There are several preliminary steps that you need to take before finishing a basement. First, you want to check the building codes in your area to identify areas that you have to mitigate. Next, check the foundation walls and the floor in the basement to see if you have cracks or water leakage issues that you should address. Then, ask yourself questions about the use of the space to determine what the layout of the basement rooms and the electrical and plumbing needs.

Where do you start when finishing a basement?

Once you have completed all the preliminary steps for finishing a basement, you will begin with framing the walls.

What does it mean to have a finished basement?

A finished basement means that it is finished to the same level as the upstairs space. In other words, there are the systems that operate in the basement as upstairs like electrical, plumbing, and HVAC units as well as filled out walls, ceilings, and floors.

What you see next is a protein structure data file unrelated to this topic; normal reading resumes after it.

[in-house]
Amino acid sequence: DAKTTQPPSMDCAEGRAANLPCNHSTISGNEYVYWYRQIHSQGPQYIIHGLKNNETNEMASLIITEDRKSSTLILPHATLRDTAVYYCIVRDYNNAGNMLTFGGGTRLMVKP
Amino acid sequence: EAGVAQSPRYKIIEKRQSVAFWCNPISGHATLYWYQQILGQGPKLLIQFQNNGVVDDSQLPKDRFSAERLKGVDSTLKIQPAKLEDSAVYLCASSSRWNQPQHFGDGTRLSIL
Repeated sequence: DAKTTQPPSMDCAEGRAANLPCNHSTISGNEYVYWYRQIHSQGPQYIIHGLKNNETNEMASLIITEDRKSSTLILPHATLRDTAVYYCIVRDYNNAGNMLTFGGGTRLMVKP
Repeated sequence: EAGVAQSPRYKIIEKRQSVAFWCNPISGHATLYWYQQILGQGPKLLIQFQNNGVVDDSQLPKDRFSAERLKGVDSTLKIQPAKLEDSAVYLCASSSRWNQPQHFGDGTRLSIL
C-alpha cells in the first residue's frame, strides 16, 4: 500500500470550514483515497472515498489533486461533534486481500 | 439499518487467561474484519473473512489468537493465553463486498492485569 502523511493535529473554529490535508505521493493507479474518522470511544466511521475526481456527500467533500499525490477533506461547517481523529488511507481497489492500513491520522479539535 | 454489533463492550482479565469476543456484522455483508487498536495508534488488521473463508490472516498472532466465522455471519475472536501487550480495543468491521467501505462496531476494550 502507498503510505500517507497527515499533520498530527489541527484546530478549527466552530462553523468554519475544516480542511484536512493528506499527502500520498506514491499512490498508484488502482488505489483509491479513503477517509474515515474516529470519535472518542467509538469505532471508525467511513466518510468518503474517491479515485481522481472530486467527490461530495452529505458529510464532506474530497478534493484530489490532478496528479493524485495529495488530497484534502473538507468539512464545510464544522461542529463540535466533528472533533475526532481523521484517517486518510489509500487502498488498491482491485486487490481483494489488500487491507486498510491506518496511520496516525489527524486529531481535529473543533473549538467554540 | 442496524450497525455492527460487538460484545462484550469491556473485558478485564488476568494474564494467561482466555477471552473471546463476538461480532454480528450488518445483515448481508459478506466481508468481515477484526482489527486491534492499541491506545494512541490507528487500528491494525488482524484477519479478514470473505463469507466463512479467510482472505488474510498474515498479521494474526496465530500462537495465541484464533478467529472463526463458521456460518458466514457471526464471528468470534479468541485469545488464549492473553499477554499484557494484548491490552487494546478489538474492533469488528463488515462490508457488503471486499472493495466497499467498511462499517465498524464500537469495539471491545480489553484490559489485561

Does a finished basement count as square footage?

In general, a finished basement that is below ground level cannot be counted toward the overall square footage of your home. However, finished basements still add to the value of your home for potential home buyers and for your enjoyment.

Finished Basement: Conclusion

There are many reasons for finishing a basement including adding to your home’s value as well as increased enjoyment in the extra living space. However, this is a big step for many people.

Therefore, it is important to become as educated as you can about the steps and the decisions that you will make in the process.

This knowledge will help you avoid mistakes that will cost you money and valuable time and help you make the most of this amazing space.